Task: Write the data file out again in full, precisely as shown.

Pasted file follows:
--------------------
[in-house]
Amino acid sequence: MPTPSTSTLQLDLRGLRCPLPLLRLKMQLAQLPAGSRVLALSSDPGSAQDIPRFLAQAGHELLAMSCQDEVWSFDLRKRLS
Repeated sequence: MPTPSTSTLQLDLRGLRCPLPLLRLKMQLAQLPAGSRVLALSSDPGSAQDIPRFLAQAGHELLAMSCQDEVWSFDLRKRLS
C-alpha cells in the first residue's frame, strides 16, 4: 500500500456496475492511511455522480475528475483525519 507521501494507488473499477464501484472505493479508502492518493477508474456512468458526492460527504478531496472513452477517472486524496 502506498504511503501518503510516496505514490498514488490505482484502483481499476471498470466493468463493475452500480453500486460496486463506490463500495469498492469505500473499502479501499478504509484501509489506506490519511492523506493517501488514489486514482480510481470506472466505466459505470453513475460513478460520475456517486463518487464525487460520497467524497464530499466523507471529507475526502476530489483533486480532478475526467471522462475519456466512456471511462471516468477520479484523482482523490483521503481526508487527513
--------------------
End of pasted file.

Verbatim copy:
[in-house]
Amino acid sequence: MPTPSTSTLQLDLRGLRCPLPLLRLKMQLAQLPAGSRVLALSSDPGSAQDIPRFLAQAGHELLAMSCQDEVWSFDLRKRLS
Repeated sequence: MPTPSTSTLQLDLRGLRCPLPLLRLKMQLAQLPAGSRVLALSSDPGSAQDIPRFLAQAGHELLAMSCQDEVWSFDLRKRLS
C-alpha cells in the first residue's frame, strides 16, 4: 500500500456496475492511511455522480475528475483525519 507521501494507488473499477464501484472505493479508502492518493477508474456512468458526492460527504478531496472513452477517472486524496 502506498504511503501518503510516496505514490498514488490505482484502483481499476471498470466493468463493475452500480453500486460496486463506490463500495469498492469505500473499502479501499478504509484501509489506506490519511492523506493517501488514489486514482480510481470506472466505466459505470453513475460513478460520475456517486463518487464525487460520497467524497464530499466523507471529507475526502476530489483533486480532478475526467471522462475519456466512456471511462471516468477520479484523482482523490483521503481526508487527513